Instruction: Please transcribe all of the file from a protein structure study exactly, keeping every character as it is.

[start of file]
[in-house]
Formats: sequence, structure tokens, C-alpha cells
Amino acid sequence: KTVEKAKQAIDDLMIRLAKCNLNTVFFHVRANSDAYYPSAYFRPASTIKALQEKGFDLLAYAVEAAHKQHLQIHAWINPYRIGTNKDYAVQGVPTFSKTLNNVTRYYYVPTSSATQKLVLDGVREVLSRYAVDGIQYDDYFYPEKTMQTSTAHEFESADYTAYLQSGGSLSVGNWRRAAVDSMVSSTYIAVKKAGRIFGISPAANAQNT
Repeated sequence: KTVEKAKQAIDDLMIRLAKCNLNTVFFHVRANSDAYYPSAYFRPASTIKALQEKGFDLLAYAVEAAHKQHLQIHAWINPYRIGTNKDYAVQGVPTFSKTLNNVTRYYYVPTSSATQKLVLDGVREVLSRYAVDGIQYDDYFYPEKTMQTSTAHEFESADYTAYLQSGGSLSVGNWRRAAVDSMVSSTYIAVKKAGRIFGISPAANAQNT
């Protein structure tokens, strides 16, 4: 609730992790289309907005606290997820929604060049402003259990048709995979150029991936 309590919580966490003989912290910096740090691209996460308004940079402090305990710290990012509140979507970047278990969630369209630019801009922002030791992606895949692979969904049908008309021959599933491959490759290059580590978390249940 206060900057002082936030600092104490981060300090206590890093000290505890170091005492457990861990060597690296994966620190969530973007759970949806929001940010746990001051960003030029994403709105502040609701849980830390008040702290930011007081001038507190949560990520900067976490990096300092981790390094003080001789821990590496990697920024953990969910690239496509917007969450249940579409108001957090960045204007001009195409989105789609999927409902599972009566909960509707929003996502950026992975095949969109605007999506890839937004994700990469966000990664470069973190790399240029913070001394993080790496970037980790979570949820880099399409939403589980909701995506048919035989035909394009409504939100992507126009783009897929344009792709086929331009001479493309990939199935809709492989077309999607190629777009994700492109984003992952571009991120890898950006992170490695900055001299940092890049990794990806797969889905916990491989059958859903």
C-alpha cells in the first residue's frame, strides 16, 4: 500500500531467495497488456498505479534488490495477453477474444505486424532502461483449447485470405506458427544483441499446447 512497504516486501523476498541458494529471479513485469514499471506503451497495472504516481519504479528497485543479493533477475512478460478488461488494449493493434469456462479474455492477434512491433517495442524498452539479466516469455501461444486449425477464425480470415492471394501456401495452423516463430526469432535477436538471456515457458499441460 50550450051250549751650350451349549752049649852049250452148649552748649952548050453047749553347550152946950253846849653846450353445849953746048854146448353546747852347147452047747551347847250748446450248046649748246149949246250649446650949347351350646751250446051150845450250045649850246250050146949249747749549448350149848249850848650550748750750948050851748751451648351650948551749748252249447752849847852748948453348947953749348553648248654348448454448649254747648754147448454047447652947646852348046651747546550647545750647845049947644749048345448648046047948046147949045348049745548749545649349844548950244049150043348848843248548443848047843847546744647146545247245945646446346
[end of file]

[in-house]
Formats: sequence, structure tokens, C-alpha cells
Amino acid sequence: KTVEKAKQAIDDLMIRLAKCNLNTVFFHVRANSDAYYPSAYFRPASTIKALQEKGFDLLAYAVEAAHKQHLQIHAWINPYRIGTNKDYAVQGVPTFSKTLNNVTRYYYVPTSSATQKLVLDGVREVLSRYAVDGIQYDDYFYPEKTMQTSTAHEFESADYTAYLQSGGSLSVGNWRRAAVDSMVSSTYIAVKKAGRIFGISPAANAQNT
Repeated sequence: KTVEKAKQAIDDLMIRLAKCNLNTVFFHVRANSDAYYPSAYFRPASTIKALQEKGFDLLAYAVEAAHKQHLQIHAWINPYRIGTNKDYAVQGVPTFSKTLNNVTRYYYVPTSSATQKLVLDGVREVLSRYAVDGIQYDDYFYPEKTMQTSTAHEFESADYTAYLQSGGSLSVGNWRRAAVDSMVSSTYIAVKKAGRIFGISPAANAQNT
């Protein structure tokens, strides 16, 4: 609730992790289309907005606290997820929604060049402003259990048709995979150029991936 309590919580966490003989912290910096740090691209996460308004940079402090305990710290990012509140979507970047278990969630369209630019801009922002030791992606895949692979969904049908008309021959599933491959490759290059580590978390249940 206060900057002082936030600092104490981060300090206590890093000290505890170091005492457990861990060597690296994966620190969530973007759970949806929001940010746990001051960003030029994403709105502040609701849980830390008040702290930011007081001038507190949560990520900067976490990096300092981790390094003080001789821990590496990697920024953990969910690239496509917007969450249940579409108001957090960045204007001009195409989105789609999927409902599972009566909960509707929003996502950026992975095949969109605007999506890839937004994700990469966000990664470069973190790399240029913070001394993080790496970037980790979570949820880099399409939403589980909701995506048919035989035909394009409504939100992507126009783009897929344009792709086929331009001479493309990939199935809709492989077309999607190629777009994700492109984003992952571009991120890898950006992170490695900055001299940092890049990794990806797969889905916990491989059958859903």
C-alpha cells in the first residue's frame, strides 16, 4: 500500500531467495497488456498505479534488490495477453477474444505486424532502461483449447485470405506458427544483441499446447 512497504516486501523476498541458494529471479513485469514499471506503451497495472504516481519504479528497485543479493533477475512478460478488461488494449493493434469456462479474455492477434512491433517495442524498452539479466516469455501461444486449425477464425480470415492471394501456401495452423516463430526469432535477436538471456515457458499441460 50550450051250549751650350451349549752049649852049250452148649552748649952548050453047749553347550152946950253846849653846450353445849953746048854146448353546747852347147452047747551347847250748446450248046649748246149949246250649446650949347351350646751250446051150845450250045649850246250050146949249747749549448350149848249850848650550748750750948050851748751451648351650948551749748252249447752849847852748948453348947953749348553648248654348448454448649254747648754147448454047447652947646852348046651747546550647545750647845049947644749048345448648046047948046147949045348049745548749545649349844548950244049150043348848843248548443848047843847546744647146545247245945646446346